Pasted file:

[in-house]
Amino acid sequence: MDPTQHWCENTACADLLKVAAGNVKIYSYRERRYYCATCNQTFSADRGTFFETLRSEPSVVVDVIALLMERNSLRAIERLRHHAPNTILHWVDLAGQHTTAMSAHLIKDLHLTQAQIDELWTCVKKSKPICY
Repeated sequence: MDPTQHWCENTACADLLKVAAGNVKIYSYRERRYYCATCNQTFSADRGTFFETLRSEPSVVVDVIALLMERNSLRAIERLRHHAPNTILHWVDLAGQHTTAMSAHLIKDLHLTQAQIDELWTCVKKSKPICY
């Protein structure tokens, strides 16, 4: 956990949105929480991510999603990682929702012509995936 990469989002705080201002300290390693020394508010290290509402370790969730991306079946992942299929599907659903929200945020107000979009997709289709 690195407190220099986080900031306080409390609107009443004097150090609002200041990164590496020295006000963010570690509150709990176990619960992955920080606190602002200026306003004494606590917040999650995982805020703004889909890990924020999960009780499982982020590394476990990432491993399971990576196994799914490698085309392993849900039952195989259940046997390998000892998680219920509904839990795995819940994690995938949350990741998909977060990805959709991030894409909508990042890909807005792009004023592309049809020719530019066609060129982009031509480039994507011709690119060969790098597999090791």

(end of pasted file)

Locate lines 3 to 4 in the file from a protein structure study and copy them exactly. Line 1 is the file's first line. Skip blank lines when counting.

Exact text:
Repeated sequence: MDPTQHWCENTACADLLKVAAGNVKIYSYRERRYYCATCNQTFSADRGTFFETLRSEPSVVVDVIALLMERNSLRAIERLRHHAPNTILHWVDLAGQHTTAMSAHLIKDLHLTQAQIDELWTCVKKSKPICY
């Protein structure tokens, strides 16, 4: 956990949105929480991510999603990682929702012509995936 990469989002705080201002300290390693020394508010290290509402370790969730991306079946992942299929599907659903929200945020107000979009997709289709 690195407190220099986080900031306080409390609107009443004097150090609002200041990164590496020295006000963010570690509150709990176990619960992955920080606190602002200026306003004494606590917040999650995982805020703004889909890990924020999960009780499982982020590394476990990432491993399971990576196994799914490698085309392993849900039952195989259940046997390998000892998680219920509904839990795995819940994690995938949350990741998909977060990805959709991030894409909508990042890909807005792009004023592309049809020719530019066609060129982009031509480039994507011709690119060969790098597999090791």